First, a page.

Qld lot owners would like to know whether they can access body corporate records. Todd Garsden and Frank Higginson, Hynes Legal provides the following response.
Question: As a lot owner, I’d like to have access to some of our body corporate records. Shouldn’t these be posted to the strata portal for the information of all?
As a lot owner, am I able to access our body corporate records such as:
- Strata Financial Audit reports;
- Workplace Health & Safety reports;
- Sinking Fund Forecasts
Should these be posted on the strata portal for the information of all owners.
Answer: If they are body corporate records, they should be available to owners.
If they are body corporate records – which they are – they should be available to owners. I am not sure there is an obligation to post them to portals, but if owners want them they are certainly entitled to them.
This post appears in Strata News #303.
Question: Our large complex on the Gold Coast does not have audits. I’d like to carry out an audit but the Body Corporate Manager is refusing me access to the body corporate financial records unless I pay a large fee.
We own a Unit in a large Residential Strata Title Complex on the Gold Coast Queensland with over 500 lots.
At the last AGM the committee requested that in order to save the building money, the lot owners vote for no audit. The motion was passed and now we have no audit.
With such a large build and expenditure in the high millions each year I am concerned.
I wish to have an audit carried out myself just to ascertain that all is well and above board.
The Body Corporate Manager is refusing me access to the body corporate financial records unless I pay them a very large sum of money. Their argument is that the financial reports have to be prepared by them and I must pay them for that time.
How can this be right? The Body Corporate owns the Licence for the software and all I require is to access that software and then download the requested files myself.
The Body Corporate manager says they have received legal advice and will not allow me to access the files.
Is the Body Corporate Manager in their rights by not allowing me free access to the files we have already paid for? If the legislation states that they have to grant me access, but they still refuse, what can I do?
Answer: The owner should make a formal records request including a down payment on the prescribed fee.
We would suggest that the owner makes a formal records request including a down payment on the prescribed fee (of what you think a reasonable estimate would be) – the body corporate or manager cannot charge you more than what the prescribed fee is on a per page basis if you want them to send you the records.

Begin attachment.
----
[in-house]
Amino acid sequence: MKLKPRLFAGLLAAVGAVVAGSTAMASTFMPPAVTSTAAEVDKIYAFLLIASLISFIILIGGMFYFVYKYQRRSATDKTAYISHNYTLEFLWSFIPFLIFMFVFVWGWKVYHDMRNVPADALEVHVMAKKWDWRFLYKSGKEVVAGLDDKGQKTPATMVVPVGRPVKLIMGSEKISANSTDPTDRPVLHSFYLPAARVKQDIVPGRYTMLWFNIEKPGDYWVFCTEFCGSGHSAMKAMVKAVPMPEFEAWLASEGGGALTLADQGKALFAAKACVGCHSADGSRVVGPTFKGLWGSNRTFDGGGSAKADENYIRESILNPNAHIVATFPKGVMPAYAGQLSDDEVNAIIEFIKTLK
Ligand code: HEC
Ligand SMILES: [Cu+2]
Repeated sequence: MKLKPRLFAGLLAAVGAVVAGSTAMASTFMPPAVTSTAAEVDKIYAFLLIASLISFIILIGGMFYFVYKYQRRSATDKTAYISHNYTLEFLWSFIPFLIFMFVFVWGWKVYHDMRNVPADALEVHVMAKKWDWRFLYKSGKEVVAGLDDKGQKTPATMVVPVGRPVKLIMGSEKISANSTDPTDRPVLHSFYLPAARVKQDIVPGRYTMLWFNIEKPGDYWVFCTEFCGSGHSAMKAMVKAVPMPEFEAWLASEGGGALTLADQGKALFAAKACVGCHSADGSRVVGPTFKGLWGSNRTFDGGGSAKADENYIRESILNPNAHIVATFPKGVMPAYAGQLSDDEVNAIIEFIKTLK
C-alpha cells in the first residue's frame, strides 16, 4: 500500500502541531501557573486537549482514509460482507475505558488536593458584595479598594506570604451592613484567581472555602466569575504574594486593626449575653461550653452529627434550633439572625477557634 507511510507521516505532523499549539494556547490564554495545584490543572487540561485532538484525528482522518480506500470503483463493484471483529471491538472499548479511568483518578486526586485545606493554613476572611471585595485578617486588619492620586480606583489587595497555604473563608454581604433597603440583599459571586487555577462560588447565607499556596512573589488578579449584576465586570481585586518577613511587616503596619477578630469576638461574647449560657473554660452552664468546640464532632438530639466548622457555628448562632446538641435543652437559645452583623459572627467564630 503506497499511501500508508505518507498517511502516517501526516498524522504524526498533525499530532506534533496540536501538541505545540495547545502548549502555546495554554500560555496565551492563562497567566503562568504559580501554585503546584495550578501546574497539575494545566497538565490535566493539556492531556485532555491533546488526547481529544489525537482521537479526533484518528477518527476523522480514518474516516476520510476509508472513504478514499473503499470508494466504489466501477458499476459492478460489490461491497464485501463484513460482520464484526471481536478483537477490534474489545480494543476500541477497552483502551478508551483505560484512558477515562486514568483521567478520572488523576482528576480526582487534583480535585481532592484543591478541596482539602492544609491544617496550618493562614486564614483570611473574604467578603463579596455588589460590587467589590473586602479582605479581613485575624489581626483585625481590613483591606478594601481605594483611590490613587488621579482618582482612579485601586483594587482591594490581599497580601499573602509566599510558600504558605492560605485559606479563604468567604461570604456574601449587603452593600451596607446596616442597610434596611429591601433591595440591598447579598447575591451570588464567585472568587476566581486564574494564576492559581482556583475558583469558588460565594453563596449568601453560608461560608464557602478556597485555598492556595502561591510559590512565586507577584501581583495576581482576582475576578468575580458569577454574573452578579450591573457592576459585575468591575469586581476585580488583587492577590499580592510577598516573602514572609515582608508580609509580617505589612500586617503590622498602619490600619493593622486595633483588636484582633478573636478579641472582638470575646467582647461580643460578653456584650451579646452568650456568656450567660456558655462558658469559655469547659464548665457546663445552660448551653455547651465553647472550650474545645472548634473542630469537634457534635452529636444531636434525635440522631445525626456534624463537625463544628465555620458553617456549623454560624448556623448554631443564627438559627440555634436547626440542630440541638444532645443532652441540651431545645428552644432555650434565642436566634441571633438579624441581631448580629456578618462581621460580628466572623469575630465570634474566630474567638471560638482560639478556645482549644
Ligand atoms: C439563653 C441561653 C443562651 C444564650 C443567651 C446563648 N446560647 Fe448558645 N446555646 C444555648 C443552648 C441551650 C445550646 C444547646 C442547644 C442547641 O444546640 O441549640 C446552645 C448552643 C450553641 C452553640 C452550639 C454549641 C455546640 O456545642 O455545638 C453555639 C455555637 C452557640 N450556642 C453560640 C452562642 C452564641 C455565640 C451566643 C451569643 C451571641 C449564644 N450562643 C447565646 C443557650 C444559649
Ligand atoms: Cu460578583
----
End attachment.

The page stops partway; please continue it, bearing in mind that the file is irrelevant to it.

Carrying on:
Otherwise the owner could arrange for their own inspection of the records (for a set fee).
This post appears in Strata News #298.
Question: I have Adjudicators Order to obtain certain financial records of the Body Corporate. The Committee and Strata Manager are refusing access and obstructing the Adjudicators order. What are the next legal steps?
I have an Adjudicators Order to obtain certain records of the Body Corporate, mainly financial records from over the last five years.
The Body Corporate Committee and the Strata Manager are refusing access and obstructing the Adjudicators order.
I am now proceeding to an enforcement order in the Magistrates Court and the appointment of an Administrator, being another Strata-Manager, to enforce the order. What are the next legal steps if the existing Strata Manager refuses to provide the requisite records to the Administrator so appointed?
Answer: The next step would be a Complaint and Summons pursuant to the Justices Act which might prompt compliance.
The next step would be a Complaint and Summons pursuant to the Justices Act which might prompt compliance.
It won’t necessarily get orders for compliance, but it is a quasi-criminal application and penalties (fines) can be imposed. The Complainant won’t get the benefit of the fine but may get costs back and it can be a good incentive for compliance if the offenders are having to front Court and explain why they aren’t complying with an order.
Time limits apply though. These are 12 months from date of offence.
This post appears in Strata News #267.
Have a question about accessing body corporate records or something to add to the article? Leave a comment below.
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